• The Hinesville City Council will hold public hearings on the millage rate at
11 a.m. and 6 p.m. Thursday, Nov. 29, and at 3 p.m. Thursday, Dec. 6, during the city council meeting. Meetings will be at Hinesville City Hall, 115 E. M.L. King Jr. Drive, Hinesville.
Hinesville residents are invited to take part in three public hearings on the city’s proposed increase in property taxes. The hearings are scheduled at city hall for 11 a.m. and 6 p.m. Nov. 29, and 3 p.m. Dec. 6, during the city council meeting.
The Coastal Courier recently published a brief about the city’s intention to increase property taxes by 9.94 percent over the rollback millage rate. The nearly 1-mill increase will bring the millage rate to 10.50 mills, City Manager Billy Edwards said.
Edwards said a decline in other sources of revenue caused by the weak economy led to a budget shortfall. The city needed to increase the millage rate in order to balance the budget, he explained.
“When we adopted the budget, we assumed a level millage rate,” he said, noting the city has had a three-year moratorium on property-tax hikes. “We agreed to increase the millage rate (up to but no more than) 1 mill. The $558,000 needed to balance the budget was based on what 1 mill would produce at 100 percent collection (based on last year’s tax digest).”
Edwards explained they never really assumed the city would get 100 percent collection of property taxes, noting there are a number of reasons why cities don’t collect all the taxes owed. He said most cities usually base their budgets on a 95 percent collection rate.
“We didn’t know what the (tax) digest would be,” Edwards said, explaining that the county had not yet released the tax digest for fiscal year 2013 when the city council approved the budget. “The tax digest did not change that much, so a 1-mill increase at 95 percent collection turns out to be a little less than what we needed to balance the budget. However, it’s such a small amount; we’ll be able to make some minor adjustments (to balance the budget).”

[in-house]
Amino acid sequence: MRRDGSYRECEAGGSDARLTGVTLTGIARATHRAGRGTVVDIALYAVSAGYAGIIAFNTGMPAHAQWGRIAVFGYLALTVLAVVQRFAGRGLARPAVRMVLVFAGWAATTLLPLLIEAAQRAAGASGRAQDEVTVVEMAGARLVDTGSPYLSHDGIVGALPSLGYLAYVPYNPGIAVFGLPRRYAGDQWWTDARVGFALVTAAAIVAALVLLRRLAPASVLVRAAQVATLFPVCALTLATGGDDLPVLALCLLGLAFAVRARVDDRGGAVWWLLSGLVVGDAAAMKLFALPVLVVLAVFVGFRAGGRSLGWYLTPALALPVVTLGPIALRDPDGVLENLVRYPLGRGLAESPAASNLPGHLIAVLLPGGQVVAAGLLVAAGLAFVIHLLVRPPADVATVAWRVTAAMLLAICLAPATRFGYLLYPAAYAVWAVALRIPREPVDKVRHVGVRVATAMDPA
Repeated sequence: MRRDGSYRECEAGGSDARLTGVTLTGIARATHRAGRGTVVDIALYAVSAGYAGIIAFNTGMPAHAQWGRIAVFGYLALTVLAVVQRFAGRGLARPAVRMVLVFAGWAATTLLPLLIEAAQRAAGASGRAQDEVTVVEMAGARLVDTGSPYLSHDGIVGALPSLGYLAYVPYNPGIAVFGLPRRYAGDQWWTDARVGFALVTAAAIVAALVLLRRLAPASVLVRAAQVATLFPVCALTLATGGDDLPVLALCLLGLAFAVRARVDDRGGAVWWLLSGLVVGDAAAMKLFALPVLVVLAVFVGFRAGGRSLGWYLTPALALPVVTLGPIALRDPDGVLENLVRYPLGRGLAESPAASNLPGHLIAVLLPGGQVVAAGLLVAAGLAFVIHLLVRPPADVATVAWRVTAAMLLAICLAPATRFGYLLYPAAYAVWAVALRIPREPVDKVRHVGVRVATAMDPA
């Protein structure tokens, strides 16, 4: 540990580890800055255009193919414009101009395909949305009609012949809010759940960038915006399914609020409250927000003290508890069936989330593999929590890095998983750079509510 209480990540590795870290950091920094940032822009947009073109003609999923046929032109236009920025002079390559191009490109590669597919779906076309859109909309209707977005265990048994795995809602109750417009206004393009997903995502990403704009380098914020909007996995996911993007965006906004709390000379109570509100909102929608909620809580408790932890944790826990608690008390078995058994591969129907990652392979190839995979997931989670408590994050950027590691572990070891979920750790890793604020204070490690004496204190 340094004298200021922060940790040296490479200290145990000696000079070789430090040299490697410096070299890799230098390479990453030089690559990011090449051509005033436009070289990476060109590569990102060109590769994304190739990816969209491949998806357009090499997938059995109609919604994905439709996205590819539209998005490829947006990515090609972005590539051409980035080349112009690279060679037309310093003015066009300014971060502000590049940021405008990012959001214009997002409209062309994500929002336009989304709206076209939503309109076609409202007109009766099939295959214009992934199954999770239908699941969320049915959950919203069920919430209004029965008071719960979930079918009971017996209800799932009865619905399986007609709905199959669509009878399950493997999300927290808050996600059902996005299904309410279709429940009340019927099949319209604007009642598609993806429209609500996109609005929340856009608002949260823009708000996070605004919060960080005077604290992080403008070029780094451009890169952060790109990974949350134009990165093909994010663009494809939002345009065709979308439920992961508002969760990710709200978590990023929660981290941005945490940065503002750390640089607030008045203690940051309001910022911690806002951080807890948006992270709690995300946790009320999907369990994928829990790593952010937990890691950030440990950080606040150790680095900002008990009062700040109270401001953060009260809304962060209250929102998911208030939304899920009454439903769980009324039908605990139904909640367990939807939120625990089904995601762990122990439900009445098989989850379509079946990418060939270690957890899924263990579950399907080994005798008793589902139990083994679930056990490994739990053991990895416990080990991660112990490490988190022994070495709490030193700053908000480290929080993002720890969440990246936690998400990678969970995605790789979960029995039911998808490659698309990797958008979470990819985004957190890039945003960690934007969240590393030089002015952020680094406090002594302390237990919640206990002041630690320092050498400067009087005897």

Edwards said Georgia law requires that a rollback millage rate has to be computed to produce the same total revenues on the current year’s tax digest that last year’s rate produced if no reassessment of property has occurred.
He then explained there are two kinds of growth in the tax digest: inflationary growth and new construction.
“In plain English, what that means is, if last year the millage rate was 1 mill and your property was valued at $100, the property tax would be $10,” he said. “If this year your property has been valued at $110 (due to inflation), the city has to adjust the millage rate so the property tax is no higher than last year — $10.”
Edwards said for every $100,000 fair market value on a nonhomestead home, the city’s proposed 1-mill tax increase would be about $38. A non-homestead homeowner with a home valued at $150,000 would see an increase in his or her property tax of about $57, he said.
Because the budget adopted by the city requires a millage rate higher than the rollback millage rate, Edwards said Georgia law requires the city to hold three public hearings before it can finalize the rate increase.